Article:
Caring for our families

Hello from your state capitol!

It’s House of Origin Cutoff in the Legislature this week. That’s the deadline by which bills must be voted out of the chamber in which they were originally introduced, if they are going to continue to advance this year. I’m very pleased the bills in this newsletter are still moving forward – all have passed the House and are now under consideration in the Senate.

Also, I have some paging slots left for the 2019 session! Serving as a legislative page is a great opportunity for youth ages 14-16 to learn civics the best possible way: by working in the Legislature and learning firsthand how a bill becomes a law. Students serve for one week and applications can be completed online. Click here to learn more about the page program, and click here to fill out an application.

A scholarship is available to help offset the costs of living in Olympia for the week. Click here for more information.

Affordable, accessible health care for all

Washington has made significant strides in increasing the number of people with health care coverage. But affordable coverage is still a challenge for too many working families and individuals in our state. Plans with high premiums and/or high deductibles put affordable care out of reach. In fact, 70,000 people in Washington state have health plans with a deductible of $9,000 or more!

That’s why I co-sponsored HB 1523, known as Cascade Care. It creates a series of up to three standardized health plans per tier provided on the state health benefit exchange. Cascade Care plans will be designed and procured by the state in an effort to bring stability to the marketplace along with usability, lower cost, and better value for consumers.

This legislation is the next step to affordable, accessible health care for all. As a member of the Health Care & Wellness Committee, I heard the testimony in favor of this bill and believe it’s the best way forward to ensuring more people get the coverage they need for themselves and their families.

Everyone ages. How will you and your family pay for care?

The majority of us will require some sort of assistance for regular, daily activities as we age. For many families, taking care of an aging parent or relative is expected. For some, it’s financially possible, but for too many families in Washington, it’s a significant burden. The out-of-pocket costs can be hundreds or even thousands of dollars per month. Very few people have enough savings to cover it, which means they end up spending down their entire life savings.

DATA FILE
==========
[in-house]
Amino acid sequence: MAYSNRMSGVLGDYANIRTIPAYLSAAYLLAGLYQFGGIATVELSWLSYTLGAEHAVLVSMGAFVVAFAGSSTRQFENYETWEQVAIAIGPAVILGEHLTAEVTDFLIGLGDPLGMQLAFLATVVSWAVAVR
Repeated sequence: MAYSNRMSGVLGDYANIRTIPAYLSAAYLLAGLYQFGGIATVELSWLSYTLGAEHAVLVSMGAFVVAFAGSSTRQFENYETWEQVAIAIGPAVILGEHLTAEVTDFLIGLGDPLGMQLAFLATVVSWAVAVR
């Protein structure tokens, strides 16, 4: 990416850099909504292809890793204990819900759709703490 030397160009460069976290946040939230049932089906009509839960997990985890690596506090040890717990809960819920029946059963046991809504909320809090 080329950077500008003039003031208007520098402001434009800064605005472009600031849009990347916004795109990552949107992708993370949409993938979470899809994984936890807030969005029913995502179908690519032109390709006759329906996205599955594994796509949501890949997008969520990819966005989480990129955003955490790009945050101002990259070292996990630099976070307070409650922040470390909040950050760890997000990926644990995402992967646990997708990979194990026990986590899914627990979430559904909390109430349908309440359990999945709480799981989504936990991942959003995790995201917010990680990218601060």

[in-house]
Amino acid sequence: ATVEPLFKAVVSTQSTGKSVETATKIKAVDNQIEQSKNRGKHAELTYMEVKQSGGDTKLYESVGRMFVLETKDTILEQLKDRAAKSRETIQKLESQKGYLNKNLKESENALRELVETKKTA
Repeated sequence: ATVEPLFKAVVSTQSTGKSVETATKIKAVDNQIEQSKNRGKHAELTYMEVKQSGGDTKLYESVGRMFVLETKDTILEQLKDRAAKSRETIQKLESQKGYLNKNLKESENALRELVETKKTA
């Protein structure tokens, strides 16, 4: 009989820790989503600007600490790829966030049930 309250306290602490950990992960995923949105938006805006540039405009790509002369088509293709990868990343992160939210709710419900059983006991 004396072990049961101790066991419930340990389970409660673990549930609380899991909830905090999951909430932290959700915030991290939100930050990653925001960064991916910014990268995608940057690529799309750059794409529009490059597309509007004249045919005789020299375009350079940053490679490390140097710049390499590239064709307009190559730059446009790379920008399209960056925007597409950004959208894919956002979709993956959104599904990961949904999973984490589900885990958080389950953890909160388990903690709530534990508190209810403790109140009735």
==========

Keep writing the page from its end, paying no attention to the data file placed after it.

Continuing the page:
That’s why I voted in favor of the Long Term Care Trust Act, or HB 1087. It builds on our state’s nation-leading Paid Family Leave program, creating a new social insurance program to help with the cost of long-term care as the “age wave” hits our state.

The Long Term Care Trust Act would give families a little breathing room as they take care of the ones they love, providing a benefit of nearly $37,000 that could pay for a comprehensive array of long-term care services and supports, from assisted living to meal delivery.

We cannot keep putting off saving for the future. The Long Term Care Trust Act is the right way to ensure we can access the care we need as we age.

Out-of-state pharmacies: Protecting patient safety

About 40 percent of pharmacies in Washington provide services from outside the state. Patients use these “nonresident” pharmacies because their coverage offers incentives for mail-order prescriptions, or they might need independently- compounded drugs from a specialty pharmacy.

For an initial license, a nonresident pharmacy has to include an inspection report from the state. But there is no requirement for subsequent inspections when the license is renewed.

As a pharmacist, I understand the importance of quality checks to protect patient safety. That’s why I sponsored HB 1412, which requires out-of-state pharmacies doing business in Washington to submit ongoing inspection reports from a program approved by the state’s Pharmacy Quality Assurance Commission.

With this bill, we’re ensuring the patient safety standards of nonresident pharmacies are equivalent to those required of Washington pharmacies. It passed the House nearly unanimously.

Save the date! Legislative town hall on March 23rd